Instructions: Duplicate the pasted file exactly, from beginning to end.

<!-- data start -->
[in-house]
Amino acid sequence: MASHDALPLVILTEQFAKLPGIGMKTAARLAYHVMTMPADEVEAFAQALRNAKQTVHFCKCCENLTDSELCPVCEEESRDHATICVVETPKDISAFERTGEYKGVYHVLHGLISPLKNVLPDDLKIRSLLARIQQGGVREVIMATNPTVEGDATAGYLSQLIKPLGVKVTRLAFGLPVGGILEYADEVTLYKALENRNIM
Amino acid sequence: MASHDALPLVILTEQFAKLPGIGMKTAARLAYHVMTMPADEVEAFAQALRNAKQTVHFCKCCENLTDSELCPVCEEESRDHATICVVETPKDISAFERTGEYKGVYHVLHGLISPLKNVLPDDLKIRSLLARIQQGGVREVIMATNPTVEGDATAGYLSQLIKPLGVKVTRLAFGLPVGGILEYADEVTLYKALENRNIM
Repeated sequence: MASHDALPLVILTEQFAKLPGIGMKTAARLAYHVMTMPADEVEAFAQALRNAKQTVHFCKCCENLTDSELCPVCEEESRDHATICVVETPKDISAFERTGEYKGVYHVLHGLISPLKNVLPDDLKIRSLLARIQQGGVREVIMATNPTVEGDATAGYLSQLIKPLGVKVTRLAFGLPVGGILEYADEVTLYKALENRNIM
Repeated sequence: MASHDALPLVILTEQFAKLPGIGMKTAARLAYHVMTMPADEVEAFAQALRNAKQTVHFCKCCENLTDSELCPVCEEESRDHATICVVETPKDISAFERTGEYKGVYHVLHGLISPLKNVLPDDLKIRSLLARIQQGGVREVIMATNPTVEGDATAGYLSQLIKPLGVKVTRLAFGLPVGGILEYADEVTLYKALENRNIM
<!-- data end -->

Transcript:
[in-house]
Amino acid sequence: MASHDALPLVILTEQFAKLPGIGMKTAARLAYHVMTMPADEVEAFAQALRNAKQTVHFCKCCENLTDSELCPVCEEESRDHATICVVETPKDISAFERTGEYKGVYHVLHGLISPLKNVLPDDLKIRSLLARIQQGGVREVIMATNPTVEGDATAGYLSQLIKPLGVKVTRLAFGLPVGGILEYADEVTLYKALENRNIM
Amino acid sequence: MASHDALPLVILTEQFAKLPGIGMKTAARLAYHVMTMPADEVEAFAQALRNAKQTVHFCKCCENLTDSELCPVCEEESRDHATICVVETPKDISAFERTGEYKGVYHVLHGLISPLKNVLPDDLKIRSLLARIQQGGVREVIMATNPTVEGDATAGYLSQLIKPLGVKVTRLAFGLPVGGILEYADEVTLYKALENRNIM
Repeated sequence: MASHDALPLVILTEQFAKLPGIGMKTAARLAYHVMTMPADEVEAFAQALRNAKQTVHFCKCCENLTDSELCPVCEEESRDHATICVVETPKDISAFERTGEYKGVYHVLHGLISPLKNVLPDDLKIRSLLARIQQGGVREVIMATNPTVEGDATAGYLSQLIKPLGVKVTRLAFGLPVGGILEYADEVTLYKALENRNIM
Repeated sequence: MASHDALPLVILTEQFAKLPGIGMKTAARLAYHVMTMPADEVEAFAQALRNAKQTVHFCKCCENLTDSELCPVCEEESRDHATICVVETPKDISAFERTGEYKGVYHVLHGLISPLKNVLPDDLKIRSLLARIQQGGVREVIMATNPTVEGDATAGYLSQLIKPLGVKVTRLAFGLPVGGILEYADEVTLYKALENRNIM